Letters of Marque

In days of yore, enterprising folks could obtain permission from the crown to hunt down and clobber pirates on the high seas. (I think the crown got a percentage of the take, and no one was too fussy about the techniques that they employed).

Hollywood’s latest antics here are similar; the fat cats want the ability to snake their way into your computer and start blowing stuff away, if they have reason to believe you’re violating the copyright of content they own the rights to. All they have to do is tell the DOJ about the techniques they’re using. Your legal recourses appear to be few and ineffective.

This is unbelievably good stuff. It makes the record companies one of the most powerful forces in the land. Was your firewall breached last night? Oh, that attack was perfectly legal; the record company informed the DOJ of its cracking technique last week.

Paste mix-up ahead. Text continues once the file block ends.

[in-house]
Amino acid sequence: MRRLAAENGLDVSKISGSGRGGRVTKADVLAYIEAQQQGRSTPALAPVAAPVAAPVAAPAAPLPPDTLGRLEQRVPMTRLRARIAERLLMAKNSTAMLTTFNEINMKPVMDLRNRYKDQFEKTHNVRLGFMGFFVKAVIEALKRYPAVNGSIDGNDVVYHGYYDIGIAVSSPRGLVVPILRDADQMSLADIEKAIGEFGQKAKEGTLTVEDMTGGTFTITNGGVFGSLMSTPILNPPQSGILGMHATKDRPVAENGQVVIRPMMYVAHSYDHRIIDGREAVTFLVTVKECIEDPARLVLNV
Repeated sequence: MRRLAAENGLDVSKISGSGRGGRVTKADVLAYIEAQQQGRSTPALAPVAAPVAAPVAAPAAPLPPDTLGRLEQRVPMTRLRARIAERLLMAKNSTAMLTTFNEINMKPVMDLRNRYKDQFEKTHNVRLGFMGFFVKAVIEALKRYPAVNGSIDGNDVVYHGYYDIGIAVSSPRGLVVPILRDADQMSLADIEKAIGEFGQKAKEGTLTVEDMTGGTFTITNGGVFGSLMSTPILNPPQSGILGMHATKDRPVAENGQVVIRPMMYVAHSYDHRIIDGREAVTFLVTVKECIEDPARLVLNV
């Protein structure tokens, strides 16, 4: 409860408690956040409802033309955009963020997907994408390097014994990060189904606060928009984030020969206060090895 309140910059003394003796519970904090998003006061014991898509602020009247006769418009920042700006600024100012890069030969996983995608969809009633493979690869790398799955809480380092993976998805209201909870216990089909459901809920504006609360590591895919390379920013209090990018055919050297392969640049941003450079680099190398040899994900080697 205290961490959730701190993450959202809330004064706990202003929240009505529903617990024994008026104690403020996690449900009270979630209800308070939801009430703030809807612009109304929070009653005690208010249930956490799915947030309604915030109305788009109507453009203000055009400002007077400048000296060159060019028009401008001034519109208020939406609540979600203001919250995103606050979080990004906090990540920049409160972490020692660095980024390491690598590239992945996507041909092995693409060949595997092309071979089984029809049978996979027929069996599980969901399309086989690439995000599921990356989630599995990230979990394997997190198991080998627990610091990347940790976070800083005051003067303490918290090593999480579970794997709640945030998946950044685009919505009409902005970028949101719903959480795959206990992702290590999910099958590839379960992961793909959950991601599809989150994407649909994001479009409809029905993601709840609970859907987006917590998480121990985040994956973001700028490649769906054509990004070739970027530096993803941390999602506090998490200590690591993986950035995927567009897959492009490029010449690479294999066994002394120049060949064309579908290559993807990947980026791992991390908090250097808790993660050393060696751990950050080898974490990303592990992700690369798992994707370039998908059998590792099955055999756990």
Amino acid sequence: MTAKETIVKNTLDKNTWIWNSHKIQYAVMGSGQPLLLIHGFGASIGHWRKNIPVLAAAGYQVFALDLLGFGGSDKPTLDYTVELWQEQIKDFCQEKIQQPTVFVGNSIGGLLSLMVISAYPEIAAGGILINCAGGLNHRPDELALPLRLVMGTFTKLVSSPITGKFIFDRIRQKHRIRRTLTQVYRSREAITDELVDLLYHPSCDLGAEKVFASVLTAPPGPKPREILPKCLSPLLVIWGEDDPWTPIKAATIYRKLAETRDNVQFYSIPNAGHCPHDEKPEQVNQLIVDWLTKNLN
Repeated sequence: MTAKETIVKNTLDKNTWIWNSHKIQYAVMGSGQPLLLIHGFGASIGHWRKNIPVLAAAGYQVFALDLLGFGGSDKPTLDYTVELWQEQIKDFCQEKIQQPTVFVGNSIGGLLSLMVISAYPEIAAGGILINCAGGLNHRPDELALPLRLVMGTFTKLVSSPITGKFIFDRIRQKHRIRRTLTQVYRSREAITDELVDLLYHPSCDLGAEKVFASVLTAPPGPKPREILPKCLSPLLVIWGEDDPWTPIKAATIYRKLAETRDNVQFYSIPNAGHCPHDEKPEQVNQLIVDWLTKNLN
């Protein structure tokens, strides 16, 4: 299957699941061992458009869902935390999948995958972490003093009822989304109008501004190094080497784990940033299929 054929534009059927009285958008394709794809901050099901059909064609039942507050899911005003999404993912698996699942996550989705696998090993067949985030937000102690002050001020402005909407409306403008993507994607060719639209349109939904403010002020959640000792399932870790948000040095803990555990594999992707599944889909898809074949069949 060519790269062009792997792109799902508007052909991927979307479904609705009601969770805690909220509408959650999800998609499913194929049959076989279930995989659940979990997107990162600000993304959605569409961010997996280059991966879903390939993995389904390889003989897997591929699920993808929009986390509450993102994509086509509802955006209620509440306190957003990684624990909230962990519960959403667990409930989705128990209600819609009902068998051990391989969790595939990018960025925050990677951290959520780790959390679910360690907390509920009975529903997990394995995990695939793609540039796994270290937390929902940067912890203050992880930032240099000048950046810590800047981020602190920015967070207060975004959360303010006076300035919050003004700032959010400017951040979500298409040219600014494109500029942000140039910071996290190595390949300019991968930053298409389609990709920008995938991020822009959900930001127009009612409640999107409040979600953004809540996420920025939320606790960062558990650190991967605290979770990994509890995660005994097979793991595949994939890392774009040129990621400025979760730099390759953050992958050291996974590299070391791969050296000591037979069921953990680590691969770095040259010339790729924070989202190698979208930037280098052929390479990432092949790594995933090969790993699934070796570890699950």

Is this a recipe for legal hacking? Publish some cheezy album, give the tracks some popular and enticing names, let the tracks spread through the P2P networks for a few months, and then tell the DOJ “Oh, we’re going after these guys.”

Anyone could do this. Expect the FBI to release a “greatest hits” album soon.

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